- Thursday afternoon Bergan clinic (many hepatitis B and C; some HIV; some general ID) 4 months a year
- 2022 graduates:
- Critical care fellowship, Creighton University
- 2021 graduates:
- Critical care fellowship, Creighton University
- Critical care fellowship, Mayo Rochester
- 2020 graduate: private practice, Arizona
- 2019 graduates:
- Transplant ID faculty, University of Nebraska Medical Center
- Basic science faculty, Augusta University/University of Georgia partnership
- 2018 graduate: private practice, Illinois
- 2017 graduates:
- Private practice, Los Angeles
- ID faculty, Creighton University
- 1 month a year of inpatient solid organ transplant and oncology ID
- Subacute and long term transplant patients seen at CUMC-Bergan Mercy and at VA from time to time; recent example: sepsis in a renal transplant patient
- Subacute and long term transplant patients part of VA continuity clinic; recent example: long term itraconazole for histoplasmosis in a transplant patient
- Substantial portion of VA continuity clinic (every Friday morning)
- Increasing part of Thursday afternoon Bergan ID clinic (four months a year)
- Challenging patients often admitted to CUMC-Bergan Mercy
- 4 months of inpatient at Creighton University Medical Center-Bergan Mercy
- 4 months of inpatient at VA Medical Center in Omaha
- 1 month of solid organ transplant and oncology ID
- 3 months research/scholarly, including quality improvement
- Interprofessional experience with pharmacy faculty and students (J Osteopath Med; 116(9): 588-593 https://doi.org/10.7556/jaoa.2016.116)
- Routine part of rounds
- Includes discussion of patients and interventions with primary teams
- Emphasize motivational interviewing
CUMC-Bergan Mercy program
- Grew out of program developed by division chief that saved system hundreds of thousands of dollars
- Remote stewardship an interest of faculty
- Monday: board review 3 weeks a month, guideline review 1 week a month
- Tuesday: HIV roundtable 2 weeks a month, journal club 1 week a month
- Thursday: citywide ID case conference weekly
- Friday: ID grand rounds weekly, including in-depth journal club 1 week a month
- CUMC-Bergan Mercy
- Academic service is generally capped at 15 patients so service doesn’t overwhelm education
- Service generally includes a fellow and one or two residents
- VA inpatient
- Experience includes eConsults—focus on evaluating and answering a question
- Service is small enough to facilitate didactics and study in relation to the patients
- Legionella antigen diagnostic stewardship
- Prophylaxis in leukemia therapy
- Night paging of ID fellows
- Increasing use of sputum cultures in patients on ventilators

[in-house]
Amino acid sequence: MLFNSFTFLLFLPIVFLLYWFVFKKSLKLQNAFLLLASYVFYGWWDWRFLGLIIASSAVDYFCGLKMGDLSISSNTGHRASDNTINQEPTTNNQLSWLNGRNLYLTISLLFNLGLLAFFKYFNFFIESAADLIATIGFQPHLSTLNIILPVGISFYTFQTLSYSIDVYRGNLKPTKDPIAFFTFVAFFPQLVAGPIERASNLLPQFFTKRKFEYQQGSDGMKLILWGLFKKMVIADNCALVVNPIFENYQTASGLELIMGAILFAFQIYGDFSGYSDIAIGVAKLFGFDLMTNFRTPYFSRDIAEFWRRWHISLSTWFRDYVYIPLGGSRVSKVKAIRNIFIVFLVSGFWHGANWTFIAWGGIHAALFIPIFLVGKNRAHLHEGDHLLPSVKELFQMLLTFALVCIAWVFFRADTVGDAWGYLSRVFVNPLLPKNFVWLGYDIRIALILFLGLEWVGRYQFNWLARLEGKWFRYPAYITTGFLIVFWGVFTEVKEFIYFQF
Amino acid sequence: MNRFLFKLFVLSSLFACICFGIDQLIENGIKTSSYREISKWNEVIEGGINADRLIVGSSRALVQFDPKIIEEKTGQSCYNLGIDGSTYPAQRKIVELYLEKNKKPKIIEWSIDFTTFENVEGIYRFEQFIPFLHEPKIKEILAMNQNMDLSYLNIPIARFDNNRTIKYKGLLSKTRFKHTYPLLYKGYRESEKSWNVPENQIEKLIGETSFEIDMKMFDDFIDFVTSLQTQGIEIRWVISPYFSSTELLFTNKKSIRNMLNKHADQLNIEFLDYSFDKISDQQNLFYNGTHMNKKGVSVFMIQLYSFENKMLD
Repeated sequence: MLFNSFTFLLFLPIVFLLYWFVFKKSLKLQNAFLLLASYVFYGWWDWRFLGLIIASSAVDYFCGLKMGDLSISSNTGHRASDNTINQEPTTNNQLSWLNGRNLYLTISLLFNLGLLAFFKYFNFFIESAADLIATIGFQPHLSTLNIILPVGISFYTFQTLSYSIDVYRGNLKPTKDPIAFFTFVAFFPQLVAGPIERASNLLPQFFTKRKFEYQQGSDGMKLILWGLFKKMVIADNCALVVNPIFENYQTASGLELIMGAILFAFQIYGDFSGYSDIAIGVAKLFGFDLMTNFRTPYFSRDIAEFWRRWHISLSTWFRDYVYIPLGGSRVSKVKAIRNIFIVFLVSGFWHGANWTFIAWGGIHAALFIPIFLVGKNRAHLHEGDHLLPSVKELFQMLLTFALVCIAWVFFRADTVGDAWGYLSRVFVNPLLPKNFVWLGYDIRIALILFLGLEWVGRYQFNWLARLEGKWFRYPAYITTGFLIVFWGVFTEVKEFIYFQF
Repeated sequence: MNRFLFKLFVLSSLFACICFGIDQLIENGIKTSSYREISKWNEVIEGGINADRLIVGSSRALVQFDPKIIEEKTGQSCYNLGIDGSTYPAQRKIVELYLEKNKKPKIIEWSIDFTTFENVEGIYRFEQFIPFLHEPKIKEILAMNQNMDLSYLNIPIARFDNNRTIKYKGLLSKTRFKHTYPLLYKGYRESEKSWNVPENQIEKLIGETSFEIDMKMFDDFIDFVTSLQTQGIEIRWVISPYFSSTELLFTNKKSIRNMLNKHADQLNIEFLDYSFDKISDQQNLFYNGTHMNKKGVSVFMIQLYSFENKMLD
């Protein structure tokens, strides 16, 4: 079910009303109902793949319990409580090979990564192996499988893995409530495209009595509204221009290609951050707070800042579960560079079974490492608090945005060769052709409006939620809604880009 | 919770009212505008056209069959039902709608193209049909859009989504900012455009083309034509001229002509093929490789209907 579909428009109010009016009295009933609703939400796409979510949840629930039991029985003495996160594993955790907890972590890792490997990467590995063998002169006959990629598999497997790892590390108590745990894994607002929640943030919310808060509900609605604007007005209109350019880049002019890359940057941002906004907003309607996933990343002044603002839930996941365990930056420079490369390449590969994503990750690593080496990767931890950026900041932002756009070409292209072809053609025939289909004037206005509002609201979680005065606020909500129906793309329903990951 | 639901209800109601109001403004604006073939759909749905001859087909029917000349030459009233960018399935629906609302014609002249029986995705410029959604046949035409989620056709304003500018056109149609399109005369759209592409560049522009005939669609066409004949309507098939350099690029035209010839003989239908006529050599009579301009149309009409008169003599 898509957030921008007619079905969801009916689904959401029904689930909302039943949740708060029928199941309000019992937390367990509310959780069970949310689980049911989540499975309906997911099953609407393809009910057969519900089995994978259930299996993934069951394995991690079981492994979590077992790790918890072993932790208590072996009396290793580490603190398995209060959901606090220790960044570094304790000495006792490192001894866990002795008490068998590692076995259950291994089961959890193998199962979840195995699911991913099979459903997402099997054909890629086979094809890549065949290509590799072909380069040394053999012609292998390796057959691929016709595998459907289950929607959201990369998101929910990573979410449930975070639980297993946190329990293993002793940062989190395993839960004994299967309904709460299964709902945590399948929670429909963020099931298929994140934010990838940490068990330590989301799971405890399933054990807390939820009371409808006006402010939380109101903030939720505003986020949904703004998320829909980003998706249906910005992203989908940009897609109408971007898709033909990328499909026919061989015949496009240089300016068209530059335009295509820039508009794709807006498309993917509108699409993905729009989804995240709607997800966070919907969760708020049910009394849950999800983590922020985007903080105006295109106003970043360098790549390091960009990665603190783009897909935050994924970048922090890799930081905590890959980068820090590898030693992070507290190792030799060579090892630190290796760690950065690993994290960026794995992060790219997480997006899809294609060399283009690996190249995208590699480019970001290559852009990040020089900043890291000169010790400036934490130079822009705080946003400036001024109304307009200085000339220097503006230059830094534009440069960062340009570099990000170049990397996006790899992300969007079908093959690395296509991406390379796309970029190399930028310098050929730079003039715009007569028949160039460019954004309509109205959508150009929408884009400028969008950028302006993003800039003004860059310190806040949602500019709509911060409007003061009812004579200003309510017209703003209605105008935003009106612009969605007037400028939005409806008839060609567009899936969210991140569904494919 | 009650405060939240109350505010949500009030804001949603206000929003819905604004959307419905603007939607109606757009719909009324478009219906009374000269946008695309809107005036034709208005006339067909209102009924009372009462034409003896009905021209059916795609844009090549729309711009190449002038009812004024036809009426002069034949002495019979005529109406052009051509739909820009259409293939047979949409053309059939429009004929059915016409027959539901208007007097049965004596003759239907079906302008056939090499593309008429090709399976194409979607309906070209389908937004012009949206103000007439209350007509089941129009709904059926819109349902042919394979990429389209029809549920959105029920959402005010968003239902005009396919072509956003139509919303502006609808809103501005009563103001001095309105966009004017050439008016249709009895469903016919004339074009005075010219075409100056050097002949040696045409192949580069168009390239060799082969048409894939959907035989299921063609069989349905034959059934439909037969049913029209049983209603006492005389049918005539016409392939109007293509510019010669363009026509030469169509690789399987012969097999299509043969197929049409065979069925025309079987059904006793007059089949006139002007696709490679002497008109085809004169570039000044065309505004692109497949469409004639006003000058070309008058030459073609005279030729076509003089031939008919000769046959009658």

- Increasing screening of hospitalized patients for HIV and hepatitis C
Entire Division Awards
Outstanding Teaching Service Award from the Department of Medicine, Creighton University School of Medicine, went to our division for 2021. This is an award made by the internal medicine residents.
Recent Faculty Awards
Marvin J. Bittner, MD, Special Professor
- Walter J. O’Donohue Award from the Nebraska Chapter, American College of Physicians
- Distinguished Research Career award from Creighton University School of Medicine
Manasa Velagapudi, MBBS, Fellowship Director
- James F. Sullivan Award from Department of Medicine, Creighton University School of Medicine
- Dedicated Teacher Award from Creighton University School of Medicine
Renuga Vivekanandan, MD, Division Chief
- Distinguished Service Faculty Award from Creighton University
- Champion of Humanistic Care, 2021, Arnold P. Gold Foundation
John Horne, MD, Assistant Professor
- Outstanding Course/Clerkship Director Teaching Award, Creighton University School of Medicine
Recent Fellow Awards
Faran Ahmad, MBBS
- Received an ID Week Trainee Travel Award both years of his fellowship
Ahad Azeem, MBBS, Fellow
- Received an ID Week Trainee Travel Award second year of his fellowship
Dr. Tierney and Dr. Vivekanandan worked with the Nebraska Department of Health and Human Services during the COVID-19 pandemic.
Dr. Tierney’s recent public health awards:
- National: Inaugural Awardee of the McKnight Prize for Healthcare Outbreak Heroes 2020
- Nebraska Infection Control Network Distinguished Service Award 2020
- Council of State and Territorial Epidemiologists: Selected HAI Mentor for Peer to Peer Mentorship Program 2018
Dr. Vivekanandan’s award for her work on COVID-19:
- Creighton University Distinguished Faculty Service Award
Other faculty played active role in promoting mask mandate laws, writing infection prevention protocols and treatment protocols during the pandemic, promoting vaccine confidence, and participating in vaccine trials
- #1 Zoo in the US, according to scenicstates.com: The 10 Best Zoos in the US to Visit in 2021 - Scenic States
- Tri-Faith Initiative, a co-located Christian church, Jewish synagogue, and Islamic center: Home - Tri-Faith
- Home of the NCAA Men’s College World Series: Home - CWS of Omaha, Inc. (cwsomaha.com)